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Women Preserve America's Freedom

By Staff Sgt. Alicia K. Borlik, USA
American Forces Press Service

WASHINGTON, March 12, 1998 – "These women, from Korea to Kuwait and from Sarajevo to San Diego, ... are preserving America's freedom in ways that their mothers and grandmothers could have only dreamed," Defense Secretary William S. Cohen said March 5 during DoD's Women's History Month observance.

As Cohen praised the courage and will of present military women, he didn't forget those mothers and grandmothers who broke barriers and paved the way.

"One of the proudest moments for our military in the past year occurred very close to home," Cohen said. "That was when we were gathered at the Arlington [National] Cemetery to dedicate the Women in Military Service to America Memorial, a very much overdue symbol of the nation's gratitude."

While reflecting on the triumphs of past and present military women, Cohen made a strong statement for the future. "Armed with the lessons of their leadership, we should redouble our efforts to ensure our military is fair to all people," Cohen said. "We have to be clear. We cannot tolerate and will not tolerate racism. We will not tolerate brutality. We will not tolerate sexual harassment or abuse."

The theme for the observance is "Living the Legacy of Women's Rights," marking the 150th Anniversary of the Women's Rights Movement.

Keynote speaker Tipper Gore, wife of the vice president, shared a personal story telling how she learned about women in the military.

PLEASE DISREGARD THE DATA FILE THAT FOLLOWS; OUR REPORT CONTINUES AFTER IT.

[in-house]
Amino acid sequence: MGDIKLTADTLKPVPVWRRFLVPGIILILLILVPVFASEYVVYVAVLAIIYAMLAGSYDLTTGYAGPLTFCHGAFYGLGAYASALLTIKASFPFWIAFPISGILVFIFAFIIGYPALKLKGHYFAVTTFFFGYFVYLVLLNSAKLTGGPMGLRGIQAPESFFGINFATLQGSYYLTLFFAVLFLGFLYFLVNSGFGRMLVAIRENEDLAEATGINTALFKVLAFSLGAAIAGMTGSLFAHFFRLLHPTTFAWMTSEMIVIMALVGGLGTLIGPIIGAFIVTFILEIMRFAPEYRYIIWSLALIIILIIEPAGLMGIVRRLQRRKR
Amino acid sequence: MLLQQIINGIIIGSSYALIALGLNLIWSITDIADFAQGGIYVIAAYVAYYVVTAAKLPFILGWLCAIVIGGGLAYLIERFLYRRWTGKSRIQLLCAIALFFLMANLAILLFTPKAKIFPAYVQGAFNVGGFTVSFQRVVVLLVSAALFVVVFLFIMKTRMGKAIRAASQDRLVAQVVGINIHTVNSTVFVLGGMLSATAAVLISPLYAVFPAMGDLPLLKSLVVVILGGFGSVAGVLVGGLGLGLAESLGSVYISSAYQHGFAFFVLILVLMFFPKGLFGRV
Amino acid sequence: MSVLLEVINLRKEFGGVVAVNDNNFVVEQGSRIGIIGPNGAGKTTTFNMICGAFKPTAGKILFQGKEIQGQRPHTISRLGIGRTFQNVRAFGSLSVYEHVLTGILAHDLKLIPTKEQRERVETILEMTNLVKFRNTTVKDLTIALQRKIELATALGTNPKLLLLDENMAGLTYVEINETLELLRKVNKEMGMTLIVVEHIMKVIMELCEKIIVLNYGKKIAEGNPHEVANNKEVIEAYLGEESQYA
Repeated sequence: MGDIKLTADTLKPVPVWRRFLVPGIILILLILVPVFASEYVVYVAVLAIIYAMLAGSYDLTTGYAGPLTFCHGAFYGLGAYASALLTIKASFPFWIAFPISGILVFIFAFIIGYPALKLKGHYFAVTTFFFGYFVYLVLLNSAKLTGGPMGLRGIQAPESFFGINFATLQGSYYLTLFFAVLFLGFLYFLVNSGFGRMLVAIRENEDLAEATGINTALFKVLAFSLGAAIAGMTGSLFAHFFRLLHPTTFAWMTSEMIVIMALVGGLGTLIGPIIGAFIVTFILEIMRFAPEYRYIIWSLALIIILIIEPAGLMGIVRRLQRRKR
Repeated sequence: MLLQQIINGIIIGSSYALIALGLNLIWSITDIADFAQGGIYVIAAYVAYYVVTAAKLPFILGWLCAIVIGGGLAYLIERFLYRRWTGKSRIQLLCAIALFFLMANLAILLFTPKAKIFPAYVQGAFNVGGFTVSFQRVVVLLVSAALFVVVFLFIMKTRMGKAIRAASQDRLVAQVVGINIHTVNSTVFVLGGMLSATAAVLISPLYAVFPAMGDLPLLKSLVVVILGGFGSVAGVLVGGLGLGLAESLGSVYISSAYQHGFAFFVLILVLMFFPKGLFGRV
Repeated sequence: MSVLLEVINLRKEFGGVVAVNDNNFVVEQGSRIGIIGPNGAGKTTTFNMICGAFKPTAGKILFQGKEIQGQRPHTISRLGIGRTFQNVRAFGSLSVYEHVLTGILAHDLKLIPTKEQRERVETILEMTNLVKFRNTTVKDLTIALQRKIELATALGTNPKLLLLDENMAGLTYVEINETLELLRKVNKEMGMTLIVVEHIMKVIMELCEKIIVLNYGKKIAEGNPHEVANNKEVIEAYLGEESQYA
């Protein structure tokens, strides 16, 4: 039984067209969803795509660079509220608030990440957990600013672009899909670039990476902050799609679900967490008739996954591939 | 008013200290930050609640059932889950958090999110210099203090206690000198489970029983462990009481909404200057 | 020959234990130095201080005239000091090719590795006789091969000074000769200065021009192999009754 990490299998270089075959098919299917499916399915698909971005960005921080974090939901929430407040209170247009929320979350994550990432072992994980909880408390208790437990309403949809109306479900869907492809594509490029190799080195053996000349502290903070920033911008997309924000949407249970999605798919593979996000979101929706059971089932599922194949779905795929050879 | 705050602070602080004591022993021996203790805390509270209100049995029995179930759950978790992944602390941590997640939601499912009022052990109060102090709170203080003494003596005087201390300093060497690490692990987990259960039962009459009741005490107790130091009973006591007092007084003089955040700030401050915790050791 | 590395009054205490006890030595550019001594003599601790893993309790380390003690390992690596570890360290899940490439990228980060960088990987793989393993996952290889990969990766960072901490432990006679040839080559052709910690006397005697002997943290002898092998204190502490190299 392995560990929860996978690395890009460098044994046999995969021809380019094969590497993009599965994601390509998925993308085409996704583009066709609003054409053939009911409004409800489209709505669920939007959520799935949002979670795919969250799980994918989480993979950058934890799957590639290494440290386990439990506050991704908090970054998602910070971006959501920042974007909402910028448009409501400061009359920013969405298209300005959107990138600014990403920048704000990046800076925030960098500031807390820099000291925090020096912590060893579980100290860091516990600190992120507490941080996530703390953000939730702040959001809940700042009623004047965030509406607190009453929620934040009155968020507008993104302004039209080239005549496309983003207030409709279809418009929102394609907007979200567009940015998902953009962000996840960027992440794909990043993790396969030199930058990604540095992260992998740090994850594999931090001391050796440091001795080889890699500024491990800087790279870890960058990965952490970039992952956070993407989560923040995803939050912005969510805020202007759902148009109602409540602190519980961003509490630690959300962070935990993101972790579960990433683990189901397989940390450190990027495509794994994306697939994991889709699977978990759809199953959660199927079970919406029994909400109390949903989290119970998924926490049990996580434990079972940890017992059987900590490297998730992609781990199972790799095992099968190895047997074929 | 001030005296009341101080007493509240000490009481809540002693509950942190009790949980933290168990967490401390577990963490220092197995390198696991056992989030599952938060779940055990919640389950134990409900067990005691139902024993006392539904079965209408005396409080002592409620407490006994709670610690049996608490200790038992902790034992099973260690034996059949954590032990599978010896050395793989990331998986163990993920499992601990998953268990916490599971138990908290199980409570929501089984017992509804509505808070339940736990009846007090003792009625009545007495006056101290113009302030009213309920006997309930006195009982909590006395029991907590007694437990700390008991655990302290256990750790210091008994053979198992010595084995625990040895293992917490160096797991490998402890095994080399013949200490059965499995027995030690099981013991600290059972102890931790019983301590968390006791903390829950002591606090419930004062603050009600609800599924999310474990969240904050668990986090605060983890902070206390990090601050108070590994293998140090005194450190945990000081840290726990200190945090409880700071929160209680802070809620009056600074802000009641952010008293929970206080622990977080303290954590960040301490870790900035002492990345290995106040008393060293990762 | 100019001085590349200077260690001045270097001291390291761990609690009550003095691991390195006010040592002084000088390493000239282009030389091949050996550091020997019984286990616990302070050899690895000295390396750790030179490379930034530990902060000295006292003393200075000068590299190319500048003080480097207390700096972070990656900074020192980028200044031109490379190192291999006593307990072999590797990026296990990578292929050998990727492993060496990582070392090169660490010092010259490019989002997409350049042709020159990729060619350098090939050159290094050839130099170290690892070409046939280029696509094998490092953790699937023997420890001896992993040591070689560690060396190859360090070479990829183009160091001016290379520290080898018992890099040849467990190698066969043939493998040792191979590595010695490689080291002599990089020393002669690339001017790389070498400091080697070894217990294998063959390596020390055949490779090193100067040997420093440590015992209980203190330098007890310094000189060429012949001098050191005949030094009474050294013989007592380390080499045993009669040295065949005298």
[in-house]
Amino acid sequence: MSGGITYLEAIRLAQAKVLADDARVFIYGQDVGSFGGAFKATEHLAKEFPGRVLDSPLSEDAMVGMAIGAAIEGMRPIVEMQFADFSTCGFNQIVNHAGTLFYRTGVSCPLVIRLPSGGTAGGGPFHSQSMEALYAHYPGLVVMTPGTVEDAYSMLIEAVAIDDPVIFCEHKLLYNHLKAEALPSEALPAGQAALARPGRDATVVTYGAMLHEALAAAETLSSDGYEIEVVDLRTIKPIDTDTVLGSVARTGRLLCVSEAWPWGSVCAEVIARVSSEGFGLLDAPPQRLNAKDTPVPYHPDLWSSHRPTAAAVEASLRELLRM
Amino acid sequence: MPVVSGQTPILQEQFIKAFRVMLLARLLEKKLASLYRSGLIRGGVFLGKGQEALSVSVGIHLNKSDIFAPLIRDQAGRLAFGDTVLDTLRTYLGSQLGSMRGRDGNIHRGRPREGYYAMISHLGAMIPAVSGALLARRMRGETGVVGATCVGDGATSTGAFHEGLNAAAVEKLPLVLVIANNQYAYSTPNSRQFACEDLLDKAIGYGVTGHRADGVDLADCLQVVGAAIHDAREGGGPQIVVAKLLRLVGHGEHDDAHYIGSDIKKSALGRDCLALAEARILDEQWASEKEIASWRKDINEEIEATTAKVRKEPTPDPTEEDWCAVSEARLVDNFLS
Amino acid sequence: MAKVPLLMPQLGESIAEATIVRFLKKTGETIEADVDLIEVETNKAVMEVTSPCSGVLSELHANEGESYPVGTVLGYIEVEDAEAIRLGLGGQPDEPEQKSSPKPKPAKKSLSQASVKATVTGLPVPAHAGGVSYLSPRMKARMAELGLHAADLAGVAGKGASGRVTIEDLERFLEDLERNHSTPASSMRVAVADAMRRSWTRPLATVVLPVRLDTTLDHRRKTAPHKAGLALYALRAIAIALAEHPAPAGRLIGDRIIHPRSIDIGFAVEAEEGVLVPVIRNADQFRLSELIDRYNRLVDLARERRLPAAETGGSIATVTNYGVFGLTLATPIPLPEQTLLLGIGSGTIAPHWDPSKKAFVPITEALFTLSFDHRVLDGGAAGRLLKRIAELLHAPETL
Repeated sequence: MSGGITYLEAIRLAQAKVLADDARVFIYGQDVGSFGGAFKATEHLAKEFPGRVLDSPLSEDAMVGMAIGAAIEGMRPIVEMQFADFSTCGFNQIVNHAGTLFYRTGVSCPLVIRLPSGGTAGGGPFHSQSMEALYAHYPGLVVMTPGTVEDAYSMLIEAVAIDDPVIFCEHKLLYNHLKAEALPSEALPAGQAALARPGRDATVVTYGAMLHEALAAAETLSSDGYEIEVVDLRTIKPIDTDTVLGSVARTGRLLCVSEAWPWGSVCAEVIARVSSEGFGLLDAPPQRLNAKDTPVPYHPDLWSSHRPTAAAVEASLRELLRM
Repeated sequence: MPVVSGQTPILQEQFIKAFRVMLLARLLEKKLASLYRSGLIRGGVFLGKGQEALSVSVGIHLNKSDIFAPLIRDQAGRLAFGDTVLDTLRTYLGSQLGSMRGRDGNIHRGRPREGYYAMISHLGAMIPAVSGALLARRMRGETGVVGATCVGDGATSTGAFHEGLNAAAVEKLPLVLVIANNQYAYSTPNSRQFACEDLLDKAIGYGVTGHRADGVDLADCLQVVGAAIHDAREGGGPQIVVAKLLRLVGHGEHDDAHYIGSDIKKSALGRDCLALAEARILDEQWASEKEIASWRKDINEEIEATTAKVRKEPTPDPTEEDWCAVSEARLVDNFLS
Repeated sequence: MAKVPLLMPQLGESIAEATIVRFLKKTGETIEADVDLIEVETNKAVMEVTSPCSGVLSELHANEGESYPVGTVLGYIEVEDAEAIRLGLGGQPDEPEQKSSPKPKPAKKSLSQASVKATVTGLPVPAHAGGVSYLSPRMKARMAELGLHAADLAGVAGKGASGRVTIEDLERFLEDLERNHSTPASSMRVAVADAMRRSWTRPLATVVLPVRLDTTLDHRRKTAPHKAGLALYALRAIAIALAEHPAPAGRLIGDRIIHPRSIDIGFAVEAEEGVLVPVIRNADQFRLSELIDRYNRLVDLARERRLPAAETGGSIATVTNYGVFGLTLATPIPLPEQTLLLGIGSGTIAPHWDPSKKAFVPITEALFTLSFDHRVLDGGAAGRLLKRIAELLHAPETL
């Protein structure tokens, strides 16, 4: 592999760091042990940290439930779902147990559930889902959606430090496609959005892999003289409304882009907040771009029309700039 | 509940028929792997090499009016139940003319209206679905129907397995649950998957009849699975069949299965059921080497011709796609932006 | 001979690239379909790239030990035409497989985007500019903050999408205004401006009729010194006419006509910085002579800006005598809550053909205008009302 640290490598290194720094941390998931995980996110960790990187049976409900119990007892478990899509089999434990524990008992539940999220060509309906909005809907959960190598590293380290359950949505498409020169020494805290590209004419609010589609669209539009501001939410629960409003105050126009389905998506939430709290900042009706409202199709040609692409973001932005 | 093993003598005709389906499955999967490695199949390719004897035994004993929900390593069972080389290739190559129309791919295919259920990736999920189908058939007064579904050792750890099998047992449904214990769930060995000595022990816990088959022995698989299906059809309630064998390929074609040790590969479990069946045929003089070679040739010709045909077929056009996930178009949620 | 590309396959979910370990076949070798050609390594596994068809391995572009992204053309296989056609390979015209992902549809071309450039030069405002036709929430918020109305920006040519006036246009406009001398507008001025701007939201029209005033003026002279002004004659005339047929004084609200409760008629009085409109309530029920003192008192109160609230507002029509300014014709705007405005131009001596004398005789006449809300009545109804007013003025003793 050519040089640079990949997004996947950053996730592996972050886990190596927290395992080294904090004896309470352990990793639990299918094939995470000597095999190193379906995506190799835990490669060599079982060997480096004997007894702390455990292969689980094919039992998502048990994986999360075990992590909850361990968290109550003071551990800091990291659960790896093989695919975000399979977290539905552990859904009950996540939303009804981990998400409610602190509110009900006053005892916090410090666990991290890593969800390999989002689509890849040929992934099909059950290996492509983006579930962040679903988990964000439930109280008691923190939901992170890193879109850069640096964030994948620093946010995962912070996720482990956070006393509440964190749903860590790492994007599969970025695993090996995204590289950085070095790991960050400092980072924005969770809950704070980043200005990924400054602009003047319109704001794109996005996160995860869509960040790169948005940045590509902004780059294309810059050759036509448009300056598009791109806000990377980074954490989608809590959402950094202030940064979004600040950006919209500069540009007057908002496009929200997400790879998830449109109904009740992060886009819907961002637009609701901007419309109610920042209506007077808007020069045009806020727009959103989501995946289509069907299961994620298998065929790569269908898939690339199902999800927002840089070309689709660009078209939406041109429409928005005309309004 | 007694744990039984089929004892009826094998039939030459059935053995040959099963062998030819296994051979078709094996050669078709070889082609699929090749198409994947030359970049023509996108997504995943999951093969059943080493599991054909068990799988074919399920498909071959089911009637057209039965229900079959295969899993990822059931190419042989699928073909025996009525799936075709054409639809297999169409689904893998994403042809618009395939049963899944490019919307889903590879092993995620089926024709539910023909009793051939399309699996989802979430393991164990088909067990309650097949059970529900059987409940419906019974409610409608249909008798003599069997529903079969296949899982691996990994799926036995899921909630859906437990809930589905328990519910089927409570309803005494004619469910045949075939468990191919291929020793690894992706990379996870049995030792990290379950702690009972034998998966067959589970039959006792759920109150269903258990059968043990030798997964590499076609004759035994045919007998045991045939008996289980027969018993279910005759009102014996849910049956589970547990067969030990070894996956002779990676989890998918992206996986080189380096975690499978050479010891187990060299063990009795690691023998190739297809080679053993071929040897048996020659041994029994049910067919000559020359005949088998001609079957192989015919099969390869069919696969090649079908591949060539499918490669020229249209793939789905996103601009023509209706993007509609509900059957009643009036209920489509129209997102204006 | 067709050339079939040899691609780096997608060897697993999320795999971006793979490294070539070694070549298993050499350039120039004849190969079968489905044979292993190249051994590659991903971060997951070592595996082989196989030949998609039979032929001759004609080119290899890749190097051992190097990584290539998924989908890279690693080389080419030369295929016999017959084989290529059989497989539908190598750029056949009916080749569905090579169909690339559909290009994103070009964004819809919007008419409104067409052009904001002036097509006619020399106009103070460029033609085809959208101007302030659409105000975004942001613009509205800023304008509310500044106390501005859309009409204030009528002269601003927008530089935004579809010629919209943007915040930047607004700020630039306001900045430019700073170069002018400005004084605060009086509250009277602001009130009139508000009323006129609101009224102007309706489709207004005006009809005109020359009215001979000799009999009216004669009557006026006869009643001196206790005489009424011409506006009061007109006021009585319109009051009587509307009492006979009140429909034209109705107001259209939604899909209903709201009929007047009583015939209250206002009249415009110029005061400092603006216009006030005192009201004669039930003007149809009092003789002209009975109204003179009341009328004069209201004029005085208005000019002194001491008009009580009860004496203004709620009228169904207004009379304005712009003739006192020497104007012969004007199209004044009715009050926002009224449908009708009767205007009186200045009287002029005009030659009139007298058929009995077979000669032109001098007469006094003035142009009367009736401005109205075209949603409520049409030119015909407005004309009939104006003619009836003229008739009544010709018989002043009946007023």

Mrs. Gore remembered when, as a little girl, she read about a girl disguising herself as a boy so she could go to war. "It didn't occur to me that maybe there was another way," Mrs. Gore said. "She could go as a girl."

One story that is rarely told in history books is the story of military women, she continued. "Their struggle for their right to defend our nation goes back to the very beginning of this nation when women often disguised themselves as men so that they could go and fight battles and go off to war."

And what of our heroines, Mrs. Gore asked. "The names of our military heroes are very familiar, and they will always stand strong and inspire us. They should. But others' names should be added." Names like Clara Moss, Mary Walker and Marie Rossi.

Mrs. Gore recalled Rossi, an Army helicopter pilot during the Gulf War who made the ultimate sacrifice. "In a CNN interview just days before her death she responded to the question about how was it to be a woman facing such danger. Her answer was that it was her job," Mrs. Gore said. "There was nothing peculiar about her being a woman. She was just the person called upon to do it -- the job."

In the last five years, the barriers to women's services have fallen at an incredible pace, Mrs. Gore said. Some of the firsts include, Sheila Widnall, the first woman to serve as a service secretary (the Air Force) and Air Force Lt. Col. Eileen Collins, the first woman named to command a space shuttle discovery mission.

Today women are deployed in every theater, including Somalia and Bosnia where women serve as battalion commanders, Mrs. Gore said. "Military service, historically the proving ground for women who do not believe, who will not accept life's barriers, have broken ground and paved the way for all women. And we thank you."

Mrs. Gore appealed to military women serving today not to let the doors even partially close and to open even more.

"You are the ground breakers. You are truly the inspiration for future generations," she said.

After all the talk about military women, Mrs. Gore didn't forget military men. "I want everyone to know that their work, particularly in times of crisis as well as in times of peace and sometimes in times of in between, is so extremely important ...

"Our thoughts are with you as you serve our nation, all of you, the men and women of the armed forces, and that we are forever grateful for your duty, your honor, your integrity and your love of country."

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